Australian jet fuel imports from China surge in 4 months to January 2023

No sooner have passenger numbers picked up after 2 ½ years of disruptions by the Wuhan virus,

Fig 1: Sydney Airport passenger numbers

did Australia’s jet fuel imports from China surge:

Fig 2: Monthly jet fuel imports from China

Fig 3: China is in peak oil mode since 2015

China’s crude production is basically stagnating around 4 mb/d since 2009/10 when crude oil imports started to skyrocket, pushing up oil prices.

Australia imports jet fuel from Taiwan, too:

Fig 4: Monthly jet fuel imports from Taiwan

While writing this article, oil tanker PACIFIC RAWAN (110,000 DWT) had come from the Taiwanese port Mailiao (TW MLI), moored at the Gore Bay oil terminal in Sydney, as a sign of this city’s dependence on energy imports from East Asia.

Fig 5: Tanker at the Gore Bay oil terminal, one of the last remnants of Sydney’s WORKING HARBOUR

Fig 6: Formosa Petrochemical refinery off the coast of Mailiao (FPCC) facing mainland China

Of course we can’t know which fuel was transported on the PACIFIC RAWAN. But it is good to know how imported fuels are flowing. From the Viva Energy website:

Fuel products imported into our Gore Bay Terminal include diesel, marine fuel oil, jet fuel and gasoline.
We only store marine diesel and fuel oil at the terminal. We do not store gasoline or jet fuel as these are pumped directly to our Clyde Terminal in Western Sydney for storage and distribution.

From the Clyde Terminal, there is a jet fuel pipeline to the Sydney Airport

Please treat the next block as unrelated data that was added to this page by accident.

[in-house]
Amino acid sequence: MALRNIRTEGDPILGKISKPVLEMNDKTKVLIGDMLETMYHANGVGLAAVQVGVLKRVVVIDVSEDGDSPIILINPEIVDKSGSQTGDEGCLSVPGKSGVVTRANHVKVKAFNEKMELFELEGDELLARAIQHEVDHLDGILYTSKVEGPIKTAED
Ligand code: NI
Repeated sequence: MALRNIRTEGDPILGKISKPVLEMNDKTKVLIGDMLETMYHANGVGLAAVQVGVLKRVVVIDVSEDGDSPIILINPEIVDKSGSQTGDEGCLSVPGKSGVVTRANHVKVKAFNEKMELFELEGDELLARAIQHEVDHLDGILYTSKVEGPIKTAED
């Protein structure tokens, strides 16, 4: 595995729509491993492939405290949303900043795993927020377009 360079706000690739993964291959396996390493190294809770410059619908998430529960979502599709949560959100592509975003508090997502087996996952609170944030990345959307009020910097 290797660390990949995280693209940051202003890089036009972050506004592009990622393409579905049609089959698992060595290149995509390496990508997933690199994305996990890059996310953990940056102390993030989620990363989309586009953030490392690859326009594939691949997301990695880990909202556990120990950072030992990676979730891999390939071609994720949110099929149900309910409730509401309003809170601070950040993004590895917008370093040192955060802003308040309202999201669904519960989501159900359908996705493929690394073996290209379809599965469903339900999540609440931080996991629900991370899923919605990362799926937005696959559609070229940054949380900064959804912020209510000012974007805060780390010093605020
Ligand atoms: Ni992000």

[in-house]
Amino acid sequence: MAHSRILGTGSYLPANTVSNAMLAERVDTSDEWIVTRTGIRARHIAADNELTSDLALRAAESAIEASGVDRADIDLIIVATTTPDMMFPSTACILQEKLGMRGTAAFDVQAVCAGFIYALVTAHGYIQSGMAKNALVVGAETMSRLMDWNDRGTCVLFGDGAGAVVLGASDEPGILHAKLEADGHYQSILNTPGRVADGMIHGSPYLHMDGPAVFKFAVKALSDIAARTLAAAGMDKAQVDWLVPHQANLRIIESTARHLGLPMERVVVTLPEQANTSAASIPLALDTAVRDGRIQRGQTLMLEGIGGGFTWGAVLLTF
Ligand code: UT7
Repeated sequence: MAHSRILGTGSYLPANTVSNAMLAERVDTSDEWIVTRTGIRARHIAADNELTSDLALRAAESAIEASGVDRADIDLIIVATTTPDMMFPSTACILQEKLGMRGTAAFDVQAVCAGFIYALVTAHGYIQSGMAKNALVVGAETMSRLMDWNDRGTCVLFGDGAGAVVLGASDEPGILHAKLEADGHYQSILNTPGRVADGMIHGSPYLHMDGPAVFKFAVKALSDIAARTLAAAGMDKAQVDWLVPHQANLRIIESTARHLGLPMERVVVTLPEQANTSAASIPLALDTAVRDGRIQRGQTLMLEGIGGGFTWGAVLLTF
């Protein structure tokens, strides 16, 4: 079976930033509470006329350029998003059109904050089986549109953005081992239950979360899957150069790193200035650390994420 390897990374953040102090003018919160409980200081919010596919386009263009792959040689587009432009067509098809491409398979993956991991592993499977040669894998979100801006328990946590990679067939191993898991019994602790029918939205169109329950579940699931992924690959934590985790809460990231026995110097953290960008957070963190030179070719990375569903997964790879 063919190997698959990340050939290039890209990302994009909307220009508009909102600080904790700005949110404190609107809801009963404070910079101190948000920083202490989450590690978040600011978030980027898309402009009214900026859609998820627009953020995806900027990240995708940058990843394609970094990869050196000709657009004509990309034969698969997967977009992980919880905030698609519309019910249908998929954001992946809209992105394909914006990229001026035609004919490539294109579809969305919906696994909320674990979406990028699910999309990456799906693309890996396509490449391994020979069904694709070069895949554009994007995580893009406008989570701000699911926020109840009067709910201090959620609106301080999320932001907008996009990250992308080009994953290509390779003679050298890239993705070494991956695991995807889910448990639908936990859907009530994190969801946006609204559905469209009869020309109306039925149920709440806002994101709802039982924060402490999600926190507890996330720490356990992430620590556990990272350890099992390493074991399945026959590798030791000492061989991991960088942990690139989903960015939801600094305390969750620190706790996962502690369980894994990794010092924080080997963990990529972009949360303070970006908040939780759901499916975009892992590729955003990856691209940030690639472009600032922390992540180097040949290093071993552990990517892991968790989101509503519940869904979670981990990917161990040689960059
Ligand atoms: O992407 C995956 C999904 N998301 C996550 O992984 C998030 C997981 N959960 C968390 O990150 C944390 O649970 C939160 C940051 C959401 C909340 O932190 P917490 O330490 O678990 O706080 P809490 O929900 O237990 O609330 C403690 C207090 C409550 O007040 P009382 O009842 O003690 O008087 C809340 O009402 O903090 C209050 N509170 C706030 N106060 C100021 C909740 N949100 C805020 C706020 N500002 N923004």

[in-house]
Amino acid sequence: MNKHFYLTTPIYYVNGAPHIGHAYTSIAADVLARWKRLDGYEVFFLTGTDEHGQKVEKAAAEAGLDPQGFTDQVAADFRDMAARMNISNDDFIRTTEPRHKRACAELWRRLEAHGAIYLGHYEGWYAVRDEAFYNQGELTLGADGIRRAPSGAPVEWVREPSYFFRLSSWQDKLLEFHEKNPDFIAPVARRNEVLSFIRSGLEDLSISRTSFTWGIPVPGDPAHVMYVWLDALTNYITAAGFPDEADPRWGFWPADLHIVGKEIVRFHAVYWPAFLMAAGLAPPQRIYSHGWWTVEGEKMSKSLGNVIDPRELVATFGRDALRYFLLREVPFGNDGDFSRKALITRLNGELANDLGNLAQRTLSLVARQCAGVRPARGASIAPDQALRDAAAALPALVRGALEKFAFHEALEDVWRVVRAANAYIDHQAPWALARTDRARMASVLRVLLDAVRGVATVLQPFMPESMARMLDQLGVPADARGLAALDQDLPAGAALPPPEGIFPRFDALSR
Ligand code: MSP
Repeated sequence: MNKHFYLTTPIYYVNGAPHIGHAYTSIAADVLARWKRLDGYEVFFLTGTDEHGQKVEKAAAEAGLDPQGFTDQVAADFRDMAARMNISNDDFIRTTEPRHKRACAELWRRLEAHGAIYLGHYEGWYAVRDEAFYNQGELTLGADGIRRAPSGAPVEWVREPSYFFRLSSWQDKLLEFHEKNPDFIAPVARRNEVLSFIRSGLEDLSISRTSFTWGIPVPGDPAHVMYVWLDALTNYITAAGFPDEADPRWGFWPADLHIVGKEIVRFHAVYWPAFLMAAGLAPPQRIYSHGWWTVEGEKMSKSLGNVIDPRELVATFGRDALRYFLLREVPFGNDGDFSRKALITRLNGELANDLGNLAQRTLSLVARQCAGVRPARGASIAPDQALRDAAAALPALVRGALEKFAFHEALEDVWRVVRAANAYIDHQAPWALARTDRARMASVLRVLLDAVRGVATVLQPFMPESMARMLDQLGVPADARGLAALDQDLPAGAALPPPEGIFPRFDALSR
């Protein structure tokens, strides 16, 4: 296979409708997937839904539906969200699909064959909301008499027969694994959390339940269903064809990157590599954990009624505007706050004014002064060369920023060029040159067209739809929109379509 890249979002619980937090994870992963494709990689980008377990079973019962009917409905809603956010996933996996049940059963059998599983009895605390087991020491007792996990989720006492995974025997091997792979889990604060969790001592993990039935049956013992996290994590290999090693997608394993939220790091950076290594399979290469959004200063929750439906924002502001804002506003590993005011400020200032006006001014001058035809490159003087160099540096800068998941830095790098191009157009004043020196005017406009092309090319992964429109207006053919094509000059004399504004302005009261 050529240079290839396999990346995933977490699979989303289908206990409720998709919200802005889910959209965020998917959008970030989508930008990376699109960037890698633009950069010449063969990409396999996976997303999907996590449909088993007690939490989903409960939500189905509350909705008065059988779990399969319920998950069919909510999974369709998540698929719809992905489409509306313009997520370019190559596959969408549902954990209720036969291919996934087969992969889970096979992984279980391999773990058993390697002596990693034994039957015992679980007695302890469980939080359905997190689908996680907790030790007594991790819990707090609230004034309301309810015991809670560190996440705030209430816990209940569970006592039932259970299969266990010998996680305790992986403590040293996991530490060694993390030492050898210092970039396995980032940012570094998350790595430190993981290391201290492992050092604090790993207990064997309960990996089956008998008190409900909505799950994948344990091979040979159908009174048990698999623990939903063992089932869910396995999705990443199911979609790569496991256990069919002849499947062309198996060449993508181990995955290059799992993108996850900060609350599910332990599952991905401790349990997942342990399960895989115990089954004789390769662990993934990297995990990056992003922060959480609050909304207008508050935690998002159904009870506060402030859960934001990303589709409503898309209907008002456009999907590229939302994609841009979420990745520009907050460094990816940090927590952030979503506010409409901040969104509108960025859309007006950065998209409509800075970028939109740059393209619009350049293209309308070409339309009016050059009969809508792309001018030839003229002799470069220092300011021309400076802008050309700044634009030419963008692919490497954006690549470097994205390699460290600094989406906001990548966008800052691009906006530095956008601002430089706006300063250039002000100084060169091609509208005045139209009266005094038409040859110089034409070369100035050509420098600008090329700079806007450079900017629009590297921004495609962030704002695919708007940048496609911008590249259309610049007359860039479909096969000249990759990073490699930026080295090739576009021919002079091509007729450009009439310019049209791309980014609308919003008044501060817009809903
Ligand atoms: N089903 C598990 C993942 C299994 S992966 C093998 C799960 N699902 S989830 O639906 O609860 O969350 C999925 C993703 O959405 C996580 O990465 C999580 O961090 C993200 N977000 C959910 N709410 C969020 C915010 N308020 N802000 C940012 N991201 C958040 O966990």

Fig 7: Fuel pipeline Clyde-Sydney Airport

Average daily jet fuel demand is around 10 million litres. There are 5 storage tanks with a maximum capacity of 29 megalitres of aviation fuel

While writing this article, sabre rattling around Taiwan intensified:

Fig 8: PLA flight paths 11-12 April 2023. Quoted from Bill Birtles, ABC correspondent in Taiwan

U.S., Chinese Aircraft Carriers Operating Near Taiwan, Chinese Carrier Shandong Launched 80 Fighter Missions in Weekend Drills
10 Apr 2023

Fig 9: Shandong locations 7-9th April south of the Japanese Miyakojima island

Fig 10: Tanker routes east of Taiwan. Note crude oil supply lines (tankers north-bound)

Therefore, it is also important to look at Australia’s jet fuel imports from Japan and South Korea:
Fig 11: Monthly jet fuel imports from Japan

Fig 12: Monthly jet fuel imports from South Korea

All together now:

Fig 13: Monthly jet fuel imports from all Asian countries


There is a big question mark over how long these fragile jet fuel imports can be made to work. Sydney’s 2nd airport (Western Sydney Airport – WSA) is under construction. When approving this project in 2014, the Federal Government under Tony Abbott who didn’t know what peak oil was but suspected it to be an arcane concept certainly did not check on the complexities and vulnerabilities of future jet fuel supplies, not to mention the impact of climate change. Nor did the NSW Transport Minister and later Premier Gladys Berejiklian whom I personally informed 3 times about peak oil. She supported the WSA but had to resign over corruption allegations on a land sale near the airport and is still waiting for an ICAC decision. Serious thought is now needed about what to do with this airport, the planned aerotropolis and the metro.

Related link:

Only 3-4 years to replace/save 45% of Australian diesel imports?